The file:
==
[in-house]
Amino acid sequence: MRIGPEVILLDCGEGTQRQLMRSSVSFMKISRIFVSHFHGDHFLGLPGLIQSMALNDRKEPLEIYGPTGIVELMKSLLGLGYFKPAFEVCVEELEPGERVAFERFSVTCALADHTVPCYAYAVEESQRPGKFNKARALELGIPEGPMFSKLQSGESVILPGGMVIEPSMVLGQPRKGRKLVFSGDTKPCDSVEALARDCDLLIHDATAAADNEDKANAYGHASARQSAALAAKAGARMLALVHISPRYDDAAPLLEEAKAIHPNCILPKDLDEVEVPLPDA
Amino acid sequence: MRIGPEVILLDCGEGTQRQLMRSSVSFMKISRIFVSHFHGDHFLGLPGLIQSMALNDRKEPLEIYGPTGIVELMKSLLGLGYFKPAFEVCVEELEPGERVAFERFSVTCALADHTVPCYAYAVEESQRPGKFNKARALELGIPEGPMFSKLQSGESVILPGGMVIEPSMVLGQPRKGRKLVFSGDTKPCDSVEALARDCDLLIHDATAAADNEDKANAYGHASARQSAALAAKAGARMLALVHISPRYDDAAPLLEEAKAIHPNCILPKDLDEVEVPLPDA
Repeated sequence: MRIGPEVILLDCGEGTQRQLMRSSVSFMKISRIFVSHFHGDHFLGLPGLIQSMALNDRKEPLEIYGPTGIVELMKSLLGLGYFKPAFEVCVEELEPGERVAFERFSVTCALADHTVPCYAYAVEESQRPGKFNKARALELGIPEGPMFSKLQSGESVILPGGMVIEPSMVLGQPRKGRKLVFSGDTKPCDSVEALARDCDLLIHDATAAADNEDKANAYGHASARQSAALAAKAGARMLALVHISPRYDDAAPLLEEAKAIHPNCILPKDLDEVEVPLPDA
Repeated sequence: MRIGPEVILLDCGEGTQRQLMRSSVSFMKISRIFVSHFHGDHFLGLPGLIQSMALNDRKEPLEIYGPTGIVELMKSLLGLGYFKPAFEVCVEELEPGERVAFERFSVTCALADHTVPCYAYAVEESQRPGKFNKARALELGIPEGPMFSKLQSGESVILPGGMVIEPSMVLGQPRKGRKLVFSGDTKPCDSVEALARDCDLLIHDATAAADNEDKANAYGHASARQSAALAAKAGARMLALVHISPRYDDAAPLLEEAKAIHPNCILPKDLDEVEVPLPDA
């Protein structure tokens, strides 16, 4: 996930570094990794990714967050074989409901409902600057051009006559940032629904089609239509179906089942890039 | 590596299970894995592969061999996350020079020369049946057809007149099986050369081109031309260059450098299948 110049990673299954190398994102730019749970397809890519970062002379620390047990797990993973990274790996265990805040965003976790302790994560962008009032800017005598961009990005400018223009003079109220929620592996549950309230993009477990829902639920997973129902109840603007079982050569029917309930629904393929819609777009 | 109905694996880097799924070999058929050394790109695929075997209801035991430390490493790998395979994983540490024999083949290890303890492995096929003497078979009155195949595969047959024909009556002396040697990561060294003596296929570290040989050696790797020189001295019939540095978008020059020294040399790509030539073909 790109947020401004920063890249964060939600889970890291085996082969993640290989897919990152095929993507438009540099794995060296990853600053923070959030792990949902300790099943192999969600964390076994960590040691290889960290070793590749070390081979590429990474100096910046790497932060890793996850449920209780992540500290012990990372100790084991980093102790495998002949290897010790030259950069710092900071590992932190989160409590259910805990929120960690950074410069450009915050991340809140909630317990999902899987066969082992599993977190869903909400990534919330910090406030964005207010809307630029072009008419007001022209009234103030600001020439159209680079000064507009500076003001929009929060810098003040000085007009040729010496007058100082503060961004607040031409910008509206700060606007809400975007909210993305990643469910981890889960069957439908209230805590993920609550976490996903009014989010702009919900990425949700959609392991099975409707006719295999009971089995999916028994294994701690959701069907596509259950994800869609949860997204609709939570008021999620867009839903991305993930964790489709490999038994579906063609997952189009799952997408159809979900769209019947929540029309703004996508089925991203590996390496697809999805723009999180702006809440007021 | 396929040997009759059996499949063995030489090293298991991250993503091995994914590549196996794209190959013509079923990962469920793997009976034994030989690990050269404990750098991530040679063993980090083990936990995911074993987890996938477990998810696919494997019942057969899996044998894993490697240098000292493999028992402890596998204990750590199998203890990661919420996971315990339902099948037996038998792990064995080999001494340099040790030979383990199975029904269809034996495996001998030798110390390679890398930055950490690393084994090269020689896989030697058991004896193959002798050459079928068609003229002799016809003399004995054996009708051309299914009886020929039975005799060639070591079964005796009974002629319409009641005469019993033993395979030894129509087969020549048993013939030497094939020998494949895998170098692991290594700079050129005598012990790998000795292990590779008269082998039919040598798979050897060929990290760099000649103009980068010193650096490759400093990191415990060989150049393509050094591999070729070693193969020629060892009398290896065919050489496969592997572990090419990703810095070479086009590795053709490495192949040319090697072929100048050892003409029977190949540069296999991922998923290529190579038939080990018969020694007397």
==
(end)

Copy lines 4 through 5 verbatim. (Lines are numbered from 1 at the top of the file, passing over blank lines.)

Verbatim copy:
Repeated sequence: MRIGPEVILLDCGEGTQRQLMRSSVSFMKISRIFVSHFHGDHFLGLPGLIQSMALNDRKEPLEIYGPTGIVELMKSLLGLGYFKPAFEVCVEELEPGERVAFERFSVTCALADHTVPCYAYAVEESQRPGKFNKARALELGIPEGPMFSKLQSGESVILPGGMVIEPSMVLGQPRKGRKLVFSGDTKPCDSVEALARDCDLLIHDATAAADNEDKANAYGHASARQSAALAAKAGARMLALVHISPRYDDAAPLLEEAKAIHPNCILPKDLDEVEVPLPDA
Repeated sequence: MRIGPEVILLDCGEGTQRQLMRSSVSFMKISRIFVSHFHGDHFLGLPGLIQSMALNDRKEPLEIYGPTGIVELMKSLLGLGYFKPAFEVCVEELEPGERVAFERFSVTCALADHTVPCYAYAVEESQRPGKFNKARALELGIPEGPMFSKLQSGESVILPGGMVIEPSMVLGQPRKGRKLVFSGDTKPCDSVEALARDCDLLIHDATAAADNEDKANAYGHASARQSAALAAKAGARMLALVHISPRYDDAAPLLEEAKAIHPNCILPKDLDEVEVPLPDA